Deiss says new World Bank boss is "quite open"

Joseph Deiss found the new IMF boss to be knowledgeable about Switzerland Keystone

Swiss Economics Minister Joseph Deiss says he has a good impression of the controversial new president of the World Bank, Paul Wolfowitz of the United States.

This content was published on April 17, 2005 minutes

Deiss met Wolfowitz for half an hour on Saturday. The current number two at the Pentagon will begin his new job at the World Bank on June 1.

Although very controversial for his role as the architect of the war in Iraq and accusations that he scorns multilateralism, Wolfowitz made a good impression.

"I think that Paul Wolfowitz is quite open and has decided to go in the direction that we feel important," Deiss told swissinfo at the end of the talks.

Deiss told Wolfowitz that Switzerland wanted his five-year tenure at the head of the world’s main development organisation to put emphasis on what he called "central issues".


These include continuity of the policies of the outgoing World Bank head, James Wolfensohn, decentralisation of the work of World Bank officials in the field in developing countries, transparency concerning "the importance and efficiency of public aid" to poor countries and more cooperation with non-governmental organisations (NGOs).

Critics of Wolfowitz fear that under his leadership the World Bank will become a part of US foreign policy.

Deiss stressed to Wolfowitz the importance that Switzerland attached to the World Bank remaining a truly multilateral institution.

"It was important for me to receive an assurance of his commitment for the aims of the World Bank as a multilateral organisation which works in the interests of all member countries, whether beneficiaries or providers of funds," Deiss commented.

He added that he had received sufficient assurances on all issues from Wolfowitz.

Fan of Switzerland

"I found that he had the necessary frankness for cooperation to be built up," said Deiss, adding that the right-hand man of US defence minister Donald Rumsfeld was a fan of Switzerland.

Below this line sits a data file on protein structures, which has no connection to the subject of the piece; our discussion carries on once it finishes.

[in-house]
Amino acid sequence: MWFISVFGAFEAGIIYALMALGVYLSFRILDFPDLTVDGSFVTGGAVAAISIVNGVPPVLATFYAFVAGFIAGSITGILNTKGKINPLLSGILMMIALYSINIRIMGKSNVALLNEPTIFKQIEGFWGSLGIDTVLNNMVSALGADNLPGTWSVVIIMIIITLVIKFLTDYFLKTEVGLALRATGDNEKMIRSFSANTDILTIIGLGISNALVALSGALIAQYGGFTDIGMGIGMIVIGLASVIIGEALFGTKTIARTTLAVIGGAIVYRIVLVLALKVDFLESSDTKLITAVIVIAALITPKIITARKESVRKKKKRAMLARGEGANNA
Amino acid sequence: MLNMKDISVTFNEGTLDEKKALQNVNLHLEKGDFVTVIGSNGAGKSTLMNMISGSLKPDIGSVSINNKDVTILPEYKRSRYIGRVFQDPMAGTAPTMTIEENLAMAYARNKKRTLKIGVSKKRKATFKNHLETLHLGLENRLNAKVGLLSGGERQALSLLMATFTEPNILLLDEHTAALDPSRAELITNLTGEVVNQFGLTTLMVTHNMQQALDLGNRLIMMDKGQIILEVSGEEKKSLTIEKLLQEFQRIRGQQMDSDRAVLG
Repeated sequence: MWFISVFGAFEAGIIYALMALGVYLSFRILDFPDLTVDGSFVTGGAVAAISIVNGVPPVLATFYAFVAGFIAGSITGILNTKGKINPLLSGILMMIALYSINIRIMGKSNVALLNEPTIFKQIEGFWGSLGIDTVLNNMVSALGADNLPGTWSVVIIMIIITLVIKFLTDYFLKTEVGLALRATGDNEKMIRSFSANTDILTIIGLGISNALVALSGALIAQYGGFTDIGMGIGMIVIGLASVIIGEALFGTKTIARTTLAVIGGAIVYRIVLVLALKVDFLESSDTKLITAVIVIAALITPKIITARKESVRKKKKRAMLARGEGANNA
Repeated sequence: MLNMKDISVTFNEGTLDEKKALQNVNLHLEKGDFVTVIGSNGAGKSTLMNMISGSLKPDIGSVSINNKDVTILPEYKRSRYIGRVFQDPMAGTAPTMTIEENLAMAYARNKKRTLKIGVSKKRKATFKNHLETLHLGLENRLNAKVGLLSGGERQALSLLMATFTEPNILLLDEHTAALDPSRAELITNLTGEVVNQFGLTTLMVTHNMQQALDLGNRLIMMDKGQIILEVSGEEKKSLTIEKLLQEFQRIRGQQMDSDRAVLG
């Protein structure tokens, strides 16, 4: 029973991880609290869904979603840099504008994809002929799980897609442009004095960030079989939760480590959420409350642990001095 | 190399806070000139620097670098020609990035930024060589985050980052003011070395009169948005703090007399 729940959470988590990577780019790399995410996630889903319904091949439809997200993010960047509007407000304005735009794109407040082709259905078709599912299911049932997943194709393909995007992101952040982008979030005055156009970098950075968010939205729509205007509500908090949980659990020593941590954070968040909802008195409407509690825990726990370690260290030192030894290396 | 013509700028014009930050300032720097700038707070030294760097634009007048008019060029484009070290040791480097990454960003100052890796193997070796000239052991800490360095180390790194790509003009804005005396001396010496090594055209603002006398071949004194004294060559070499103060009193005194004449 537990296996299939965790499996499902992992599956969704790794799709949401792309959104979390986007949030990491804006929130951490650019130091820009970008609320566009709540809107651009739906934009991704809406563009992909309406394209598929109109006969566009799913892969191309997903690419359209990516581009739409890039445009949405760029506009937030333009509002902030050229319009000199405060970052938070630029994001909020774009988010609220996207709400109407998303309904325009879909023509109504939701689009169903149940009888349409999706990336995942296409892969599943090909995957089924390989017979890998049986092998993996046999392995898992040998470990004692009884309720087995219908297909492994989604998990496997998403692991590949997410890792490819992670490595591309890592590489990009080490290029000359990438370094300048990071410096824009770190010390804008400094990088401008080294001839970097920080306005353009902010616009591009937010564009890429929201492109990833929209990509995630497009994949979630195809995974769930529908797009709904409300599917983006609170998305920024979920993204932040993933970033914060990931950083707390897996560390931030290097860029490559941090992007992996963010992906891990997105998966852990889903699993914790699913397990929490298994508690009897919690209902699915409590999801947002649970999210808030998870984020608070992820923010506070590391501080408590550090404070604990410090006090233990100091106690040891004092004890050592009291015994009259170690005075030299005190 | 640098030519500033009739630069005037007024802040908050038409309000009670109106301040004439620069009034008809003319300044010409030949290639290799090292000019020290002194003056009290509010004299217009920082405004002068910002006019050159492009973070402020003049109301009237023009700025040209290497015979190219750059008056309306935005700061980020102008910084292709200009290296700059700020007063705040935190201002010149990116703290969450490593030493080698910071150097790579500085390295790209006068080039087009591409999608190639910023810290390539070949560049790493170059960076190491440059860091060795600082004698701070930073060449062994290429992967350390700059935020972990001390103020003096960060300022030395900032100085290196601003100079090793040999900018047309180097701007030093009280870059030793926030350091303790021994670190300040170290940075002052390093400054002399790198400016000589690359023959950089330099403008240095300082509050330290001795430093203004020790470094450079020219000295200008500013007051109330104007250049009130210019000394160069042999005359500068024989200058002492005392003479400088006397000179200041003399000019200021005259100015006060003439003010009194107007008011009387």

"He proved he knew our country very well, to such an extent that he could cite an inscription in Romansh which is on the front of a building in one of our villages [Mathon in canton Graubünden]."

"It is an inscription which says that respect for God is the beginning of wisdom," he added.

The most difficult issue that Wolfowitz will have to deal with, together with the managing director of the IMF, Rodrigo Rato, is the cancelling of debt of the poorest countries.

The subject again dominated discussions at the World Bank and IMF meetings but as in previous talks no decision was taken.

No consensus

"There is no consensus, neither on the countries which should benefit from a reduction of their debt, nor on the means to finance it," commented Swiss Finance Minister Hans-Rudolf Merz, who is accompanying Deiss.

Switzerland joined the US in opposing the British idea of financing the cancelling of debt by selling IMF gold reserves.

"We should not weaken the IMF’s financial position in any way," Merz commented.

The Swiss delegation also gave lukewarm support to a suggestion from France and Germany to impose a tax on kerosene or plane tickets to finance the cancelling of debt of the poorest countries – a tax that is, however, considered feasible by the World Bank and the European Commission.

Deiss said Switzerland was "interested" by the idea of such a tax but Merz stressed that "things are not really ready when it comes to a tax on kerosene".

swissinfo, Marie-Christine Bonzom in Washington

Key facts

The spring meetings of the International Monetary Fund (IMF) and the World Bank are taking place this weekend in Washington.
Finance Minister Hans-Rudolf Merz and Economics Minister Joseph Deiss lead the Swiss delegation.
The president of the Swiss National Bank, Jean-Pierre Roth, is also attending.

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In brief

The managing director of the IMF, Rodrigo Rato warned on Saturday of the risk of an "abrupt correction" of financial markets if imbalances in the world economy were not resolved.

Among the imbalances cited by Rato were the US budget and trade deficits, the wide differences in growth in the world’s largest economic regions, and the large variations of interest rates around the world.

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